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J. Daniel McCarthy, Gideon Caplovitz; The Binding Ring Illusion: Misperceived size constrains models of size perception. Journal of Vision 2011;11(11):1103. doi: 10.1167/11.11.1103.
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© ARVO (1962-2015); The Authors (2016-present)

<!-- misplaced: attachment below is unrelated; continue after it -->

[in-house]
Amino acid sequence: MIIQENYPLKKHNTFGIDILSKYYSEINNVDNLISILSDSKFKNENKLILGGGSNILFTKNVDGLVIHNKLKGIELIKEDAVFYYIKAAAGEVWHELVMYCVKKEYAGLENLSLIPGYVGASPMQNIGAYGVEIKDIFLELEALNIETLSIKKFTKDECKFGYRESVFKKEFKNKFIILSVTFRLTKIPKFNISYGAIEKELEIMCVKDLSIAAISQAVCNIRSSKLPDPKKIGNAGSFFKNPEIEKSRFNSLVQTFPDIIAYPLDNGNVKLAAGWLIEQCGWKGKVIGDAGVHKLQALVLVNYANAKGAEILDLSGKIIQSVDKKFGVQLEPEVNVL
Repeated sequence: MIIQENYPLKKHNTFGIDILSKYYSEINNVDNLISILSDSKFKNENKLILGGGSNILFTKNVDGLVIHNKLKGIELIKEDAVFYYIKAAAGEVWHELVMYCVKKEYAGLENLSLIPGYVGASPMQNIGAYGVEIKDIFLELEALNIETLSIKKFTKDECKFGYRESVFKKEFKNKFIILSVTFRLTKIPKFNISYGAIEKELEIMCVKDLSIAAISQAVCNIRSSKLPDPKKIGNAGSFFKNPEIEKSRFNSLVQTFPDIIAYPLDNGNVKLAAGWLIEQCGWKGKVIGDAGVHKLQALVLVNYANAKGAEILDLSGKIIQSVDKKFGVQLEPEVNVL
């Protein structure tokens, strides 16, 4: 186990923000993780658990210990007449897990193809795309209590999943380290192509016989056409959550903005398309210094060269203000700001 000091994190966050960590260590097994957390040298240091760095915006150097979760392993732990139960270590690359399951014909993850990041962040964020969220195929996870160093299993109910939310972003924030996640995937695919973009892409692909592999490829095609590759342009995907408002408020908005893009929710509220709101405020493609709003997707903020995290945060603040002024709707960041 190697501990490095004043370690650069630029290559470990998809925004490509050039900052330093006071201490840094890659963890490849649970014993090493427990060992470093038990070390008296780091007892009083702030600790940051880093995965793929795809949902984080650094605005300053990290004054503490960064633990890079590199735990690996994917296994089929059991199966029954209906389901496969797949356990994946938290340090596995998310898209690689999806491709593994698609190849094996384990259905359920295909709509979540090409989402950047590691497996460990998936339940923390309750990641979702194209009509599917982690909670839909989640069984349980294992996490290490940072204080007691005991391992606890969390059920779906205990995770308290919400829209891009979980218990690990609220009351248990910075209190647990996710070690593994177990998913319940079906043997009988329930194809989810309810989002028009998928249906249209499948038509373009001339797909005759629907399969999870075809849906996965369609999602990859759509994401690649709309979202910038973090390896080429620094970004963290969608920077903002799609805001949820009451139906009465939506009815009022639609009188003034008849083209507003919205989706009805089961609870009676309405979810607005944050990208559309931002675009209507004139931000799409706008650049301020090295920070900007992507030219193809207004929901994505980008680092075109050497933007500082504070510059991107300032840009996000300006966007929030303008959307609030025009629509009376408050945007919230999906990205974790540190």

Our percept of an object's size arises from the integration of multiple sources of visual information including retinal size, perceived distance and relative size. This constructive process is revealed through a number of classic size illusions such as the Mueller-Lyer Illusion, the Ebbinghaus Illusion and others illustrating size constancy. Here we present a novel size illusion that we have named the Binding Ring Illusion that is not easily explained by existing models of size perception. The perceived radius of a circular array of elements is underestimated when superimposed by a circular contour—a binding ring. Here we characterized the stimulus conditions that lead to the illusion. Methods: Using the method of constant stimuli, observers were presented with two arrays (one with a binding ring and one without), and asked to indicate which was perceived to be larger. Results: The results of experiment 1 demonstrate the influence of the binding ring is quite robust and consistent across subjects. In experiments 2 and 3, we investigated the possible role of occlusion and depth ordering of the binding ring. In these latter experiments, the binding ring was either occluded by the array elements or only visible through the interiors of the array elements (as if viewed through a hole). Paradoxically, the results of experiments 2 and 3 suggest that the size distortion depends upon the entire binding ring being visible and superimposed on the array and not upon depth ordering cues, as is the case with other size illusions. Conclusion: The Binding Ring Illusion demonstrates that under certain circumstances perceived size may be computed prior to perceived distance.
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